– by Anuj Puri, Chairman
In the April-June 2019 quarter, India’s GDP grew only by 5% – the slowest pace in over six years. Consumers are spending less on everything from FMCG to automobiles – and, of course, real estate. Naturally, the sector eyes RBI’s monetary policy for cuts in the key lending rates to support the various measures taken by the government to boost consumption sentiment.
The repo rate cut of 25 bps to 5.15% announced today is in line with expectations. Considering that the Aug 2019 CPI came in at 3.21% – well below the medium-term target of 4% – RBI had room for such a rate cut. It can probably go some way in improving consumer sentiments ahead of the festive season, which is a crucial quarter for real estate sales.
However, much depends on how efficiently banks transmit the benefits to their homebuying borrowers. An efficient transmission will lower the cost of capital not only for consumers but also for developers, making room for price revisions and further discounts. Some banks have agreed to link their lending rates to the Repo rates, but all major lending institutions need to follow suit.
Importantly, this rate cut comes close on the heels of the recent announcement of setting up a stress fund of INR 20,000 crore to provide last-mile funding to projects stalled due to lack of capital. This fund needs to get into action soon and demonstrate meaningful results to improve the sentiments of industry stakeholders like FIs, PEs, developers – and most importantly, homebuyers. An announcement regarding the real-time deployment of the stressed fund during the festive season can dovetail well with this rate cut and yield a positive consumer response.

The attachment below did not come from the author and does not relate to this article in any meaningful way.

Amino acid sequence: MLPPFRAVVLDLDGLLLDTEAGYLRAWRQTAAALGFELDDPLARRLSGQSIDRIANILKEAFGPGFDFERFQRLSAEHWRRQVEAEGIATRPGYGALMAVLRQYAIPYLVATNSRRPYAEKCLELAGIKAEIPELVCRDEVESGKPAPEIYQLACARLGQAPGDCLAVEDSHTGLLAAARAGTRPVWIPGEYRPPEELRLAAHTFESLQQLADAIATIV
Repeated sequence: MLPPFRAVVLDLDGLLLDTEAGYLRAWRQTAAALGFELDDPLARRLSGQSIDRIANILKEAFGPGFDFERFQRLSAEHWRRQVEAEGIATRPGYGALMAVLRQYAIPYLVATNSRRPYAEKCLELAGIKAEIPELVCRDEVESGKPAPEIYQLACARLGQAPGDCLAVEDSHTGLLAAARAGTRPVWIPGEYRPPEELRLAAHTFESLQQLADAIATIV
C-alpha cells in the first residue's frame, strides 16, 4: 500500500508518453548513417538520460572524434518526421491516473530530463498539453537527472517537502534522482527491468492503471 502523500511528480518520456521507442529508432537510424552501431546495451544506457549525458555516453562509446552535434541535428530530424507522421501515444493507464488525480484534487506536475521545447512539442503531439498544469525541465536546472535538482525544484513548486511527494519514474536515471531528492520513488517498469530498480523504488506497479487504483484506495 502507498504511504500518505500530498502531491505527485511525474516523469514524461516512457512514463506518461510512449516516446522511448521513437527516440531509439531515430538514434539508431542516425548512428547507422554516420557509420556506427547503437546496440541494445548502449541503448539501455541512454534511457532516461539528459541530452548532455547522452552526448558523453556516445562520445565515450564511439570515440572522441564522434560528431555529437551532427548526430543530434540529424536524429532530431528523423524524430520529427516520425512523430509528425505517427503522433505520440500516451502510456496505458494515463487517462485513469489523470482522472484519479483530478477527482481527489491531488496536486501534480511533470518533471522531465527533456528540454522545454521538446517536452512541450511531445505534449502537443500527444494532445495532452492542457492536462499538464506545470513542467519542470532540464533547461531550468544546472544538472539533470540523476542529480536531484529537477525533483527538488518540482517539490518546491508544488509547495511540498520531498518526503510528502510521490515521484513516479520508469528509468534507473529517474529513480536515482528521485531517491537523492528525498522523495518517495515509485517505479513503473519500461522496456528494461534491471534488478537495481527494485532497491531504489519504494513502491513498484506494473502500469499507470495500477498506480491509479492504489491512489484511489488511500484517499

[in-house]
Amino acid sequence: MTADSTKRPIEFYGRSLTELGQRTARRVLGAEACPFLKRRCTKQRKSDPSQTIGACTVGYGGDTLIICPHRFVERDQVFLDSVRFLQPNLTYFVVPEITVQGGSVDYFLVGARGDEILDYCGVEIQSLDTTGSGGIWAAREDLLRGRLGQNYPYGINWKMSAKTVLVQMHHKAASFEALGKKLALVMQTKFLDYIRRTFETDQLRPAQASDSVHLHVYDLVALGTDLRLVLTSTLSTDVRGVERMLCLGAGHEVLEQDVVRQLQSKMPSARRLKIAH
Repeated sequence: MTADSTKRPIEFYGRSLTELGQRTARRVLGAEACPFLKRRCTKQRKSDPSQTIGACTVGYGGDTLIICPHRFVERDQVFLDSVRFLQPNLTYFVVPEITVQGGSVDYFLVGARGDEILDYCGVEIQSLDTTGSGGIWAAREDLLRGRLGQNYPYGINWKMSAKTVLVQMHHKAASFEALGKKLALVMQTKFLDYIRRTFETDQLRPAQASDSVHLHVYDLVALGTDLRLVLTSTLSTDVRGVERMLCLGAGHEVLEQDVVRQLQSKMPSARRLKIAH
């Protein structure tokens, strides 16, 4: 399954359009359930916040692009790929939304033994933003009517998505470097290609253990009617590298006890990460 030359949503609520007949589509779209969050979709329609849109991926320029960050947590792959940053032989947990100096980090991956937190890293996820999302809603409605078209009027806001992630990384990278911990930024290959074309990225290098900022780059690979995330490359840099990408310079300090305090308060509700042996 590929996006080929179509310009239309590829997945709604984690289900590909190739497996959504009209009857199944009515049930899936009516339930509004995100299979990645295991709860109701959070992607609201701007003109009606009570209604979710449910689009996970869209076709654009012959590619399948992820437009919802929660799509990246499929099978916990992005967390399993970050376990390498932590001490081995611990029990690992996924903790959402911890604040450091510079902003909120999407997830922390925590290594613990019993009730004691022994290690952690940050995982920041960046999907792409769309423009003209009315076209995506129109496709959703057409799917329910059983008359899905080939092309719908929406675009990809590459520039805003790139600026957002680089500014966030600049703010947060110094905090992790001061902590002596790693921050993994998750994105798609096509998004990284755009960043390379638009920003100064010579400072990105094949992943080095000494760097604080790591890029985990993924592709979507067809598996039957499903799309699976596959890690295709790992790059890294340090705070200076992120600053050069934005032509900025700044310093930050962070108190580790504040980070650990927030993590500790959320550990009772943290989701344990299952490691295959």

There’s still a dire need to do more for affordable-to-mid housing (units priced less than INR 80 Lakh) as nearly 68% of unsold inventory lies in this segment. This is where the ‘real’ end-user demand is and affordable housing definitely needs additional measures such as extending the moratorium period on home loans, subsidies, additional tax benefits, and a revision of the definition of affordable housing.
On a macro level, the overall stress that Indian real estate is in cannot be remedied merely by reduced lending rates – the sector has been reeling under subdued demand for many years. Even if we ignore the euphoric pre-2010 era, new housing project launches in 2018 across the top 7 cities were 64% below the previous peak of 2014. Likewise, sales were down by 28%.
The sector is currently still saddled with 6.56 lakh unsold housing units (as of Q3 2019) across the top 7 cities, and developers are struggling to raise funds to complete projects and launch new ones.